What should emerging cardiology leaders know? 5 industry leaders weigh in

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From crafting stronger physician-patient relationships to avoiding over-reliance on technology, here's advice five cardiology leaders recently shared on Becker's cardiology and heart surgery podcast. 

Editor's note: Responses are presented in alphabetical order and have been lightly edited for grammar and clarity. 

Mark Burket, MD. Director of Vascular Medicine at the University of Toledo Medical Center in Ohio: One of the most important things that I would pass on, if somebody is just getting into leadership, is to think about the long game of your career. Instead of looking at what can get me the most money or the most recognition right now, think in terms of the people that you interact with now — some of those people you're going to be interacting with throughout your entire career. At our cardiovascular practice, I remember one physician in particular who was moving on to another practice. And before he left, he volunteered for extra work. He did so much that he didn't need to because he was leaving the practice. But I can tell you if he ever wanted to come back to the practice, we would have taken him in a heartbeat. Go through your career with that mindset of how you can help other people and realize that down the road, they may be in some other environment where you may want to collaborate or interact with them. So make sure that you help people along the way and don't worry about what it's going to do to your career or to your finances. 

Joseph Carrozza, MD. Vice president of cardiovascular medicine at Dallas-based Steward Health Care: Learn how to take ownership of your patient's care. I'm an interventional cardiologist, so I do procedures, but I think it's important that my patient doesn't just view me as some sort of technologist who's going to do the procedure today and then move on to someone else. If you build a relationship with your patient and the family, they will trust you, and it's a lot easier to get them to work with you on therapies that sometimes are scary. Or sometimes it's hard to convince somebody why it's important to take two cholesterol-lowering medicines when they feel fine. If you have that relationship with your patient and their families, they're more likely to work with you to manage their disease rather than feeling like, "OK, he's going to dictate to me what needs to be done, and I'm not part of the team."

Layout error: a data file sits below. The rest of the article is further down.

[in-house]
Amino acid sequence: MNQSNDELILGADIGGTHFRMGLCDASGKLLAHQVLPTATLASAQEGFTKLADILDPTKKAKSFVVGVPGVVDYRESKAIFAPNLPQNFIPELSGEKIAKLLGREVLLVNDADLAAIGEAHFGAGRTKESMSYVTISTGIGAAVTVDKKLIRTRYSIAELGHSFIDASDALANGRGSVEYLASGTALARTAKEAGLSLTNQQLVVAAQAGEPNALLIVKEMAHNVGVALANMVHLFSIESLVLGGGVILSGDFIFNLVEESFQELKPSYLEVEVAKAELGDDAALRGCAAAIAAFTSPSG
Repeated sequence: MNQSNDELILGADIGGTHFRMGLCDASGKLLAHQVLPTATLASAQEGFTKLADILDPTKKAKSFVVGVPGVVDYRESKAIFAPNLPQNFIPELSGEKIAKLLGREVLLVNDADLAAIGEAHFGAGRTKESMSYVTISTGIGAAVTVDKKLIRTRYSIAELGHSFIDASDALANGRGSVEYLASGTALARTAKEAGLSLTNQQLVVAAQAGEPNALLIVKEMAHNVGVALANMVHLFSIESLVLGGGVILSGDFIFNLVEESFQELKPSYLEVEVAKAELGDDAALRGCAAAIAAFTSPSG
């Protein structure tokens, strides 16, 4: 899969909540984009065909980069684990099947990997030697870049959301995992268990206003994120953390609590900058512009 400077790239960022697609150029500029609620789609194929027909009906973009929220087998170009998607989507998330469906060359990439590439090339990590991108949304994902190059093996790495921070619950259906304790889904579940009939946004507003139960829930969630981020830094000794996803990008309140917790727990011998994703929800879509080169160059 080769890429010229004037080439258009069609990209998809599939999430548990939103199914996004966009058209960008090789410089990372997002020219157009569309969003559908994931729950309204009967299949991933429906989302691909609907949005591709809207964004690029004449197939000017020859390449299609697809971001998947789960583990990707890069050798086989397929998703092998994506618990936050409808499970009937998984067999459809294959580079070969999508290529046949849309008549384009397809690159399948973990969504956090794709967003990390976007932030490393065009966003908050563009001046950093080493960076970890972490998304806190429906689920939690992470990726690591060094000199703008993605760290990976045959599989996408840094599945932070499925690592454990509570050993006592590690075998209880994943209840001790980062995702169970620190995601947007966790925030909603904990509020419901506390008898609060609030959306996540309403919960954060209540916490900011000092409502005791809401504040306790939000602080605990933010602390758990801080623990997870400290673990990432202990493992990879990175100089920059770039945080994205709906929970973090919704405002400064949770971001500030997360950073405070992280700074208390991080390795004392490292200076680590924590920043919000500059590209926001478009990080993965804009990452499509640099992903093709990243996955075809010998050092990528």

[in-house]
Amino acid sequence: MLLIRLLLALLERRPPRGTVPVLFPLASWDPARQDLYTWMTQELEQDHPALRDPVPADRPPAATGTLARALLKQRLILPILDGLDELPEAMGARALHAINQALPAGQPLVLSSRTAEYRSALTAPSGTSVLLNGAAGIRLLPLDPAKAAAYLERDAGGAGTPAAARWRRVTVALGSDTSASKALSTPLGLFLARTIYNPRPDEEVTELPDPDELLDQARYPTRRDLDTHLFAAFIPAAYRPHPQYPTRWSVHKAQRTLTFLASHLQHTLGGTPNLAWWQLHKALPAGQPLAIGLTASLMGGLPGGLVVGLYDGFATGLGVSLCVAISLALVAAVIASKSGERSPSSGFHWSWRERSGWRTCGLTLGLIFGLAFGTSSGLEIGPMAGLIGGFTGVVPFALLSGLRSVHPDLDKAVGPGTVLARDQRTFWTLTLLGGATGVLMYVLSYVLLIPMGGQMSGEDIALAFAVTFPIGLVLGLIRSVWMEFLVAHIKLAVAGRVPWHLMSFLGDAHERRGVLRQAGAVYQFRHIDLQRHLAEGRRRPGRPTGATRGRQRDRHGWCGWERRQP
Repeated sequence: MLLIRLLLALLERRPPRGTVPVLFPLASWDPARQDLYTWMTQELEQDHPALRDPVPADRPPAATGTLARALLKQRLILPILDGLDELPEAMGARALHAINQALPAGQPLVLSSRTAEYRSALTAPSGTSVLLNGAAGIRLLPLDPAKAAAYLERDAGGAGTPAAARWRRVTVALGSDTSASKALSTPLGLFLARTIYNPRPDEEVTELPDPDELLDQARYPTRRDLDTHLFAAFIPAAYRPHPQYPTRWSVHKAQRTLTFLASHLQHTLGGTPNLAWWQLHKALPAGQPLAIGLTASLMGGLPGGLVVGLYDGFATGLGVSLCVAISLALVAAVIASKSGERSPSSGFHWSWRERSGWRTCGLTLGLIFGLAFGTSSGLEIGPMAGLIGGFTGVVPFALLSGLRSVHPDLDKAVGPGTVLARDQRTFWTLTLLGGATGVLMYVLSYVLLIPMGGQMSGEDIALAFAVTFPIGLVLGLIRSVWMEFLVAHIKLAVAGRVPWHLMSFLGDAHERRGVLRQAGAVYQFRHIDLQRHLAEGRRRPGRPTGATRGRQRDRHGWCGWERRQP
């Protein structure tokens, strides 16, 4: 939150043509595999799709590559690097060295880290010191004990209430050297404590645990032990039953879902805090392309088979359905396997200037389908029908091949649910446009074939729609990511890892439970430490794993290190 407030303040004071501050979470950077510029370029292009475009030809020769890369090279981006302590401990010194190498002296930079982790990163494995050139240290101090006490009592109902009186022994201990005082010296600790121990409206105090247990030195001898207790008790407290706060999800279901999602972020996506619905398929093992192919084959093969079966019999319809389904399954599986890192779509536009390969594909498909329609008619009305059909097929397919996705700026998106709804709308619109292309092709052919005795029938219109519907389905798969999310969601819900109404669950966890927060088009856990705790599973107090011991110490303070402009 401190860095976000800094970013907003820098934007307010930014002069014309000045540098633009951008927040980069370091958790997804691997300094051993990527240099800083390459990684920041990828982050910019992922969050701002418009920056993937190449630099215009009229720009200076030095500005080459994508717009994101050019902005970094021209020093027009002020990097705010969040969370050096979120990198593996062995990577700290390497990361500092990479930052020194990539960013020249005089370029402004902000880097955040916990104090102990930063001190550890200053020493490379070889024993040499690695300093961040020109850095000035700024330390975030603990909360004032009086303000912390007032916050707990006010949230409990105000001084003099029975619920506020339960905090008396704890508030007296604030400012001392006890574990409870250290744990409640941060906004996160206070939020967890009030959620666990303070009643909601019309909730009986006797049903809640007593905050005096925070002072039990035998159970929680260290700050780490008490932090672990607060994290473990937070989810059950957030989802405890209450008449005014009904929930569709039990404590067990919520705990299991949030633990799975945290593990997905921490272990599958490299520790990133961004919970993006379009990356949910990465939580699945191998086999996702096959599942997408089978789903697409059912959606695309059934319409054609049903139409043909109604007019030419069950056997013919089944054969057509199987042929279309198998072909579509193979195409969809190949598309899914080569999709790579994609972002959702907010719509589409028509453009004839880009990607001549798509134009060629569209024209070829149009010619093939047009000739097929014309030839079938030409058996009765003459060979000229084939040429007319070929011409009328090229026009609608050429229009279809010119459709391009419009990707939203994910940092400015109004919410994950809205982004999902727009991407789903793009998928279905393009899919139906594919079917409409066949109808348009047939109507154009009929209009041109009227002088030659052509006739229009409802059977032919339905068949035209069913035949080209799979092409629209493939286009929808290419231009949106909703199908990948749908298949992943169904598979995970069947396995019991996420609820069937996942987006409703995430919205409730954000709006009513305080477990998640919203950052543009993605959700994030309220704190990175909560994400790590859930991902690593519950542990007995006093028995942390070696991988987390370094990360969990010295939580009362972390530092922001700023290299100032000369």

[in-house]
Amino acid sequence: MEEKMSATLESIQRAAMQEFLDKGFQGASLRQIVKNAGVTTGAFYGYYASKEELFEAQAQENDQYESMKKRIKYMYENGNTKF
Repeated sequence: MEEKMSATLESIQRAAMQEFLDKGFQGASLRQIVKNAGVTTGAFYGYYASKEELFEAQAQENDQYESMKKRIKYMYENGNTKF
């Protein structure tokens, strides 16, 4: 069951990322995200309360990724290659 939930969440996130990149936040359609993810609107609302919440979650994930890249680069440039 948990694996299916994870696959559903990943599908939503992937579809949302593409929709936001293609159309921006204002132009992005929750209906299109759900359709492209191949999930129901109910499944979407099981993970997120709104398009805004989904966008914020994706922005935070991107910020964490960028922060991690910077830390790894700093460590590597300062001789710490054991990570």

Michelle Crain, MSN, RN. Vice president of the cardiovascular service line, administrator and COO Of Heart Hospital of Lafayette (La.): From a leadership perspective, you also have to be present. And that's something I believe in as a nurse practitioner. I come to work in scrubs fairly often. I round on the floor. I'll carry the resource phone. I think it's important that the staff are seeing me be on the campus and out and about. You set the example from the top. We're very blessed on this particular campus, as we've been at the 99th percentile for patient satisfaction and patient engagement for at least my whole seven years here. It's something that we all strive for.  

Dr. Umesh Gidwani, MD. Director of the cardiac intensive care unit at New York City-based Mount Sinai Medical Center: Invest in your teams, build your teams … because that's really the only way to improve the patient experience. No machine is going to improve the patient experience. The patient experience even today is how you talk to the patient. Were you attentive to the patient? Were you able to understand their fears, their concerns? Were you able to allay those? Were you able to make sure that the patient understood that on discharge, these are the things that need to get done? Were they able to understand that this is how easily they can reach you or your team to invest in your team? 


Nancy Sweitzer, MD, PhD. Director of the University of Arizona Sarver Heart Center and chief of cardiology at the University of Arizona Health Services in Tucson: I'm a female cardiologist, which is a very underrepresented demographic. Cardiology has been really quite poor at improving diversity in our workforce. I have spent a lot of time in the last year educating myself about the issues around diversity and realize that it's not about trying to understand diversity from where you sit, but about putting yourself into the lived experience of others and trying to understand that. I think what started this for me was The New York Times' 1619 project and really understanding the implications of systemic racism and how they're built into our society. And then starting to think about how I can understand the lived experience of my underrepresented faculty and start to change the culture around that. If you're an emerging leader, you have to pay attention — particularly in cardiovascular disciplines — to the issues of discrimination and disparities in our profession.

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